If you want to do a research-focused graduate degree (Thesis MS or PhD), it is critical that you find the mentor and a good situation for your professional development. Do not start a graduate degree program at an institution out of convenience. You should be careful and strategic. In a separate post, I argue that the most important element to your success in graduate school finding a good match with your mentor (LINK).
Here I aim to provide a list of helpful questions. I would recommend actually having these in a little notebook while on campus on your visit, so that you don’t forget. Clearly you want to look for a match in your scientific interests and see if you are a good fit for the community and the personality of the mentor (see related post- LINK). You do not want to START the conversation with these! Match is the most important issue at hand. However, you really need answers to these practical questions at some point along the way. If you are looking for a PhD program, it would be a good idea to talk to both the potential mentor and the “Graduate Chair” and see if you can get good answers to these:
Questions to ask your potential new graduate mentor
- Is there a tuition waiver associated with being a grad. student?
- Is there a stipend? What is the stipend amount?
- Who pays for health care? What is the health care like? Are rates likely to change soon?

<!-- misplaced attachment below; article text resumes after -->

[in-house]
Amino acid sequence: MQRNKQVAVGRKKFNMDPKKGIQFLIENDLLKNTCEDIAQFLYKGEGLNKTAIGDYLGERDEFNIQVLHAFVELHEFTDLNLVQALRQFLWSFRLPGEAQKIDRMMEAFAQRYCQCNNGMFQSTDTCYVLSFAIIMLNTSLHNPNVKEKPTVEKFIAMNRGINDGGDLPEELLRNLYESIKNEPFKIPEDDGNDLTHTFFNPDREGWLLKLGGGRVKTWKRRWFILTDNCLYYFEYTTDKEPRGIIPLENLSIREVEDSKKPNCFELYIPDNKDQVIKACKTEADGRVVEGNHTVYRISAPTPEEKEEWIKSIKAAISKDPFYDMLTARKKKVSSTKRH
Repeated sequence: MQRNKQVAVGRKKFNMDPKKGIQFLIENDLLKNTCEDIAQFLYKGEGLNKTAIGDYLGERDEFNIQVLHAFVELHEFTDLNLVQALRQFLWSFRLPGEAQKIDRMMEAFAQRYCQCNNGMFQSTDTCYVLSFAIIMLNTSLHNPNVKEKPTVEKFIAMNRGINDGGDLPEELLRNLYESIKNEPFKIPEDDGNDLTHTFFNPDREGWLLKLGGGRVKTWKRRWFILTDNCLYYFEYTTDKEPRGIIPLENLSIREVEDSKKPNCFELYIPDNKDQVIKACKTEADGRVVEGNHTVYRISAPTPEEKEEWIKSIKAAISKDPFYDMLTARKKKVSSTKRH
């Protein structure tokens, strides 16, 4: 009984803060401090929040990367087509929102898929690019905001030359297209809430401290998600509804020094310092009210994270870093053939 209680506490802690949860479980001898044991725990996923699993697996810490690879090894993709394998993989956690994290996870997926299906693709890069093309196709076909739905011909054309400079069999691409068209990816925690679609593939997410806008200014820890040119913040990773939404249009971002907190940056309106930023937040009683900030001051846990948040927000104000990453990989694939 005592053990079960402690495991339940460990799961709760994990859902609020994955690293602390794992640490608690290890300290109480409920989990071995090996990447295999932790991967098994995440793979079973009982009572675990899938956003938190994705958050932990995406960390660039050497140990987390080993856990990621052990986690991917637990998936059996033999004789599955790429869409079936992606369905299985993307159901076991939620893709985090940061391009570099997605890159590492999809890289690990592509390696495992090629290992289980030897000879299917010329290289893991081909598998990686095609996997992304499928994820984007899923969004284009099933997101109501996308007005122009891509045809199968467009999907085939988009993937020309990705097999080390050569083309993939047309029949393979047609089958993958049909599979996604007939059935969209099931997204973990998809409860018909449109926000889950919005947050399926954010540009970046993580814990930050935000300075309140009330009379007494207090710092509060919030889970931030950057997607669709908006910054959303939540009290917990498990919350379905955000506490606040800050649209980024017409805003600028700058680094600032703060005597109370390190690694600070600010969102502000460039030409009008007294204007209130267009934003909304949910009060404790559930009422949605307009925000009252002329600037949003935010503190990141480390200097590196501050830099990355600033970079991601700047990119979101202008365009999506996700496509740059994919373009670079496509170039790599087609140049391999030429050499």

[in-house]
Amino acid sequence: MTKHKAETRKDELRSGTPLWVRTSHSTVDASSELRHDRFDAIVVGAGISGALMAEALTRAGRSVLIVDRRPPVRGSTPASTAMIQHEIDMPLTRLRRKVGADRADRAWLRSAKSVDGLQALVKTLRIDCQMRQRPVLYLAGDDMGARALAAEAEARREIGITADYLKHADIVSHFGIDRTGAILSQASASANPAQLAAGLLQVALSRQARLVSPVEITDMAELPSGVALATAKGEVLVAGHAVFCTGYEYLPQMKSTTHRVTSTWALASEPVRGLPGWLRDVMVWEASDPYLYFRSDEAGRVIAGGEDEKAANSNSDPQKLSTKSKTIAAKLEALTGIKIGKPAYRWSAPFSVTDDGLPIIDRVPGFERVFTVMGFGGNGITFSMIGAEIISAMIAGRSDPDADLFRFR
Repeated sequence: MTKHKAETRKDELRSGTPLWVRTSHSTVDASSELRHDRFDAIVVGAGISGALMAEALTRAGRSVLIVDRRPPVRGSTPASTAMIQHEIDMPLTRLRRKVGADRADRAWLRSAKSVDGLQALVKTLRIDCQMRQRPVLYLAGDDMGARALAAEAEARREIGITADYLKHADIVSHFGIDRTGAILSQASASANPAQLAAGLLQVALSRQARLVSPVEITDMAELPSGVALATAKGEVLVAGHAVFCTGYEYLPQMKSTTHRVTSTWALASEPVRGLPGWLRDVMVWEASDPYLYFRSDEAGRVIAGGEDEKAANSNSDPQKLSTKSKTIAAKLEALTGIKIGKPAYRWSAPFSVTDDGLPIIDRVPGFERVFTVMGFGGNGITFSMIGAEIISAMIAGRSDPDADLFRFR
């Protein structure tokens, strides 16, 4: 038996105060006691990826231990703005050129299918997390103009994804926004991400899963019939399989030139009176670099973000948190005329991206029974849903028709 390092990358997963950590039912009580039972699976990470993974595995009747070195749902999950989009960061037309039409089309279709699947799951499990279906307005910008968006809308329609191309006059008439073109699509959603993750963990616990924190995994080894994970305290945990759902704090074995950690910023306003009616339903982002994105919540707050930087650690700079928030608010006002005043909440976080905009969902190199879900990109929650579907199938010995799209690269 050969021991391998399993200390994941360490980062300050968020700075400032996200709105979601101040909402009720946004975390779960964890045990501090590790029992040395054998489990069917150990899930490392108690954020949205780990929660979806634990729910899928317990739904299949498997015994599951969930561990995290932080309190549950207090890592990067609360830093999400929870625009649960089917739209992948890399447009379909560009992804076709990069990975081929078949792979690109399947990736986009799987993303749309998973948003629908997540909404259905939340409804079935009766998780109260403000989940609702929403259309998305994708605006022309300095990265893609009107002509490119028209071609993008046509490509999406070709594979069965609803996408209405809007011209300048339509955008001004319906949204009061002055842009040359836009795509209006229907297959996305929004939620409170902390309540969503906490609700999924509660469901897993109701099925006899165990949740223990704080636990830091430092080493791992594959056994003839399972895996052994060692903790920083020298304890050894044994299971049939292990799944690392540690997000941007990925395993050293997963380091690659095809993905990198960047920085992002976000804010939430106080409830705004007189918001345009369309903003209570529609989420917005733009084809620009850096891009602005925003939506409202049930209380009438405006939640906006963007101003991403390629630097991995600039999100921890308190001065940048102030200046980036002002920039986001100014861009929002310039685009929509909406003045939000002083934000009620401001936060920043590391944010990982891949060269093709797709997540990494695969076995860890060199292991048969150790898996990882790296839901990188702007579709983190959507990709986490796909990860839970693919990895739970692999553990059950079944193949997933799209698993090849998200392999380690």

- Are there fees besides tuition that are not covered in a waiver?
- What is the required course load for graduate students? How many classes do you have to take and what are the required classes?
- Are there TA or other duties associated with the position? Are there other departmental activities that are expected of students beyond what is part of the TA/GA? What is the hourly load each week?
- What is the source of funding to pay for research equipment, supplies and travel?
- How much travel funding does the department have? Will they pay for you to travel to meetings?
- How do I contact current students in the lab? From the program?
- How do I contact lab alumni? Program alumni?
Many of these questions are practical and you really should not agree to join a lab as a graduate student until you have the answers. I would urge you to be really contentious about pursuing the last two. Talk to current students in the labs that you are interested in. Find out about their experiences. If you visit campus and there are current students in the lab, and no time is set up to talk to them then you should view this as a potential “red flag.” Because, why?? And, find students who recently graduated from the labs you are interested in. What are they doing now? Are they working? Alumni are a key indicator of how things will work our for you.
See other posts in the Path to Grad School series here: LINK